Grace Allen | Contributing Writer | Tuesday, 8 August 2017

It\\\\\\\'s time to rethink open plan offices, people

Can't Concentrate At Work? It's Not You...It's Your Office

The Debrief: If you're getting easily distracted in your open plan office, know that you're not alone

Now, we've been over this before - how open plan offices are proving troublesome for workers - and a recent study by Haworths for Dezeen has added fuel to the fire. If you're currently sitting in a row of desks surrounded by your colleagues and struggling to tune out that annoying ringing phone (who are these people who downright refuse to give up until someone picks up) know that you're not alone. Gone are the glory days of cubicles - now there is little to no privacy in office spaces. 

Open Plan Offices, in a Nutshell

It was Robert Probst who invented the open plan office layout in the 1960s, and his intention was to liberate workers and improve their working lives. But the opposite seems to be true, with more people having to get to work early and leave late in order to accomplish what they need to.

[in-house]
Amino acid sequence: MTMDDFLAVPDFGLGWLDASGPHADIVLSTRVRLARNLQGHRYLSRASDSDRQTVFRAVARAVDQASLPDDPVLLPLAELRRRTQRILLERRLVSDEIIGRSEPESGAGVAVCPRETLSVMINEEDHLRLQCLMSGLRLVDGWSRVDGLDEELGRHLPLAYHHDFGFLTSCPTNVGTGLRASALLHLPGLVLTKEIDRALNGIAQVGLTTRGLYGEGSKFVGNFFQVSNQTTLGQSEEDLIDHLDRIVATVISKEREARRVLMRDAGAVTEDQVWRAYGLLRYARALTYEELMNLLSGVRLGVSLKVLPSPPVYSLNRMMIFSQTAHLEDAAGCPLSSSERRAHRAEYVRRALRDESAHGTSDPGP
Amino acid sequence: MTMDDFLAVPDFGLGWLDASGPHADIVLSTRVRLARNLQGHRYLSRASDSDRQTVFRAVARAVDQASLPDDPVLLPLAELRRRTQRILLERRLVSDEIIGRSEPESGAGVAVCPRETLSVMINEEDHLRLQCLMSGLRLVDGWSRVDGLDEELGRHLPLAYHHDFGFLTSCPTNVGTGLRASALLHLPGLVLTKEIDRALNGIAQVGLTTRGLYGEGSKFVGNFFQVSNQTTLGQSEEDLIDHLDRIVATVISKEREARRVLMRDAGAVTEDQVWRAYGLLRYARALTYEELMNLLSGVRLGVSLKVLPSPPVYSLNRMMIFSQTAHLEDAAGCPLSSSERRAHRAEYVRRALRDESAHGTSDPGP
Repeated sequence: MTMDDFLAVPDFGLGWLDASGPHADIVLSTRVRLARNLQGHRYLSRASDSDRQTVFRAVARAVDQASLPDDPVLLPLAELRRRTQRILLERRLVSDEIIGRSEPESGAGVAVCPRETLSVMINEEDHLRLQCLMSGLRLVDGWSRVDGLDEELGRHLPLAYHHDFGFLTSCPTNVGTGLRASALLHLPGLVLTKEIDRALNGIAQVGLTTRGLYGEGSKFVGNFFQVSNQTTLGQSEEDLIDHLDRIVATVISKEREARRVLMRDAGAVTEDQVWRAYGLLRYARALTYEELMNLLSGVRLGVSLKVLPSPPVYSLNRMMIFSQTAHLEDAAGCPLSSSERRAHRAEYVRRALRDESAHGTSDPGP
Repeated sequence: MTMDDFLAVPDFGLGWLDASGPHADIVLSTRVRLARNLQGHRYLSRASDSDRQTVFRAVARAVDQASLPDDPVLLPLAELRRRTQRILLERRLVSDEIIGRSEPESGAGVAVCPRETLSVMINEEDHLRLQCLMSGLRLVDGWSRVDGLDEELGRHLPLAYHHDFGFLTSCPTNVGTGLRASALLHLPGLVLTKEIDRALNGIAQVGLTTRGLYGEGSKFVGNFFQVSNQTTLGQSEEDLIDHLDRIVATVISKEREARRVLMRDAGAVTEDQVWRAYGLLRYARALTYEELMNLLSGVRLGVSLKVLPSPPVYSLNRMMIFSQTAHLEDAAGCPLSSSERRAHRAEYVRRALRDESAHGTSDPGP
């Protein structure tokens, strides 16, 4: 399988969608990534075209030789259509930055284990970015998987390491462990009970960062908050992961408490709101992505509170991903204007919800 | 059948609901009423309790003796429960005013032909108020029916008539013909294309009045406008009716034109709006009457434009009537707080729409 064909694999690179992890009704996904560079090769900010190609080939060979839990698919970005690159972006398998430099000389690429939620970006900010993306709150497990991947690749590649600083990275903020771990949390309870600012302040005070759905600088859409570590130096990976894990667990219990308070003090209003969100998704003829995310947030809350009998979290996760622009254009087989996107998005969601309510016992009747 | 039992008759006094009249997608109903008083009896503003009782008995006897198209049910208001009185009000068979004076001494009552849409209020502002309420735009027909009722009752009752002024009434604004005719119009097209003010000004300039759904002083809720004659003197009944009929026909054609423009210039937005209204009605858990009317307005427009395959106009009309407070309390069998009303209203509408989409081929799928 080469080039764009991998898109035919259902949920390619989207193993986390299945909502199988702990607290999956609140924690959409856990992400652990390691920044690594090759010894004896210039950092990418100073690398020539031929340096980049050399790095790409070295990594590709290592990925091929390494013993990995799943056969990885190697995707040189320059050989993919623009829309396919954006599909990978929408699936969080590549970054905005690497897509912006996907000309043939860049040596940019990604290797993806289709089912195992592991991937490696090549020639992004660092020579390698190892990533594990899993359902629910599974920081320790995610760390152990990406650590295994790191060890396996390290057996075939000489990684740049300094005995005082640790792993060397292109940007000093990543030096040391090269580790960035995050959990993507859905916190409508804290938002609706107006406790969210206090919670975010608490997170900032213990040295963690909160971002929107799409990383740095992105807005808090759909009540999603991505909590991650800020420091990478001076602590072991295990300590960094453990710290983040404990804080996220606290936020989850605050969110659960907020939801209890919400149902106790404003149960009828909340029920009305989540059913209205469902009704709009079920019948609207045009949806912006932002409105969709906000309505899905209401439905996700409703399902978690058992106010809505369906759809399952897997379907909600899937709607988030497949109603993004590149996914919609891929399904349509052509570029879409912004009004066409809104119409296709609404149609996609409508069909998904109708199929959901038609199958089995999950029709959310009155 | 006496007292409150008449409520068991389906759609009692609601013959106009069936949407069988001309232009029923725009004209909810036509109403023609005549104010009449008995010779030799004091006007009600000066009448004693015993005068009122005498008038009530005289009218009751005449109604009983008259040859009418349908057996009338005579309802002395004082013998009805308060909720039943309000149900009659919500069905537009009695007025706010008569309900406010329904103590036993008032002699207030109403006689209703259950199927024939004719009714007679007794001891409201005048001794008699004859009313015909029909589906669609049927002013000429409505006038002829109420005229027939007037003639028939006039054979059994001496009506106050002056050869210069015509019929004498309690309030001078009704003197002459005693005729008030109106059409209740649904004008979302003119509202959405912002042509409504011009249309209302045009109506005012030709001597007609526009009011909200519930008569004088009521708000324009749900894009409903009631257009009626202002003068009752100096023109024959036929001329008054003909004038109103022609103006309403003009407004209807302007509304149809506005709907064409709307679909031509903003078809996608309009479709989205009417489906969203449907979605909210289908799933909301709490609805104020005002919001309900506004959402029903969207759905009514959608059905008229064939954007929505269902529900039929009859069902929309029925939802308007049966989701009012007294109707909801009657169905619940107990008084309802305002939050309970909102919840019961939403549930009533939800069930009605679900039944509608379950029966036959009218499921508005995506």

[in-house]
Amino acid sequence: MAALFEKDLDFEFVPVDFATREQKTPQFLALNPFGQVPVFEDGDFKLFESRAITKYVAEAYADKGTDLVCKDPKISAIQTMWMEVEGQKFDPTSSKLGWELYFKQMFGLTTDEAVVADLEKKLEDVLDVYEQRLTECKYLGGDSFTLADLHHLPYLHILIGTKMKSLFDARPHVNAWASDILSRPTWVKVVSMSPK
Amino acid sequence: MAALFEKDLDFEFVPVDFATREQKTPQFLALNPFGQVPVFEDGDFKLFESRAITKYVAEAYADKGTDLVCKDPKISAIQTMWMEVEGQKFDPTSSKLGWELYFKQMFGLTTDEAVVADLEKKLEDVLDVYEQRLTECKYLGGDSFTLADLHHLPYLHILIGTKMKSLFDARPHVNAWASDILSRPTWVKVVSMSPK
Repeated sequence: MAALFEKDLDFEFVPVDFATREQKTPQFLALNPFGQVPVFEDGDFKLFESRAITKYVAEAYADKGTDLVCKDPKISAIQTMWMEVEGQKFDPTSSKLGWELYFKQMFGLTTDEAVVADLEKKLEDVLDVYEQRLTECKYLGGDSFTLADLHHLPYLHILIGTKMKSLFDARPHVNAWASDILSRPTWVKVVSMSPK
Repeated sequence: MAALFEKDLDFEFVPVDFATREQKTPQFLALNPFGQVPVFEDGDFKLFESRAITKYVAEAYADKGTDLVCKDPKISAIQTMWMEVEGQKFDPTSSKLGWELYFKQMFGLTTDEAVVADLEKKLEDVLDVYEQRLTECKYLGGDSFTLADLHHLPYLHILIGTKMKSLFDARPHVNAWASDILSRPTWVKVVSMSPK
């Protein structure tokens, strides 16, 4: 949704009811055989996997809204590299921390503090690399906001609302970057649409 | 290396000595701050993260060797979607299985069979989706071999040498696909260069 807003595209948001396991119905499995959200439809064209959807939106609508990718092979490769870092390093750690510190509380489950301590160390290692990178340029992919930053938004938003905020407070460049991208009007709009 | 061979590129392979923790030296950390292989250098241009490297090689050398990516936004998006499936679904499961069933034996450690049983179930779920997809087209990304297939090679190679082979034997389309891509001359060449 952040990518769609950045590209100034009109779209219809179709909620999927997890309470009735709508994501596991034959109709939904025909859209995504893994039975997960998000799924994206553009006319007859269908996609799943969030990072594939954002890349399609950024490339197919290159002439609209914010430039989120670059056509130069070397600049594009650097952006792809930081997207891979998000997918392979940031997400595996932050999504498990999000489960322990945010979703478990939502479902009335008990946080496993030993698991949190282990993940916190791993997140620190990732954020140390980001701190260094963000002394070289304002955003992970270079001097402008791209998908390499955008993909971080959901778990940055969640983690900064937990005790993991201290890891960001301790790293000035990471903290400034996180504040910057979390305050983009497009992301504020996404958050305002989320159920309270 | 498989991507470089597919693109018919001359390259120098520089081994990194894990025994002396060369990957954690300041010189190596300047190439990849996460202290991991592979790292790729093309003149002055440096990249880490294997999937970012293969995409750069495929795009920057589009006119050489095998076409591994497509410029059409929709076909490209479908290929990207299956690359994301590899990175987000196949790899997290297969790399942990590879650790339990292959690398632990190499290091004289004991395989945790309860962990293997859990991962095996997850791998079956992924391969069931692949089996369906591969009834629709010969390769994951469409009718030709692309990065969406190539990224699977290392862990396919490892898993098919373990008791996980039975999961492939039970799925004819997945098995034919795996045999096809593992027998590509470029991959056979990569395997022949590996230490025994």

One of the advantages of sitting amongst your coworkers is that it's supposed to encourage a sense of amicable collaboration, but conversely, it has been proven to do the opposite, according to research conducted by The Guardian; coworkers become more irritable and uncooperative instead.

Haworth's latest findings suggest that workers actually lose as much as 28 per cent of productive work time because of distractions and interruptions - not to mention all those tea rounds for your 12 desk mates.

WATCH: Relieving Sress With Maya Fiennes

Is there a Solution?

Working environments are becoming noticeably more fluid, with many companies embracing hot desking, allowing employees to work from home or creating 'focus zones' for better concentration. International coworking pioneers WeWork is set to expand over the next year, with hopes to double their presence in London, and Google has submitted plans to build headquarters longer than the Shard is tall, in Kings Cross next year. The office is set to include gyms, massage rooms, a swimming pool, a sports pitch and a rooftop garden (planted, apparently, with strawberries). 

But, non-Google workers, do not fear - there are things you can do to get more personal space, however basic your office is.

Like this? You might be interested in: 

How to Get Personal Space in an Open Plan Office Without Looking Like a Weirdo

Ask an Adult: Why Can't I Concentrate in an Open Plan Office?

Science Says Getting Distracted at Work Means You're More Intelligent

Follow Grace on Twitter @Graceallen100

Tags: Working Girls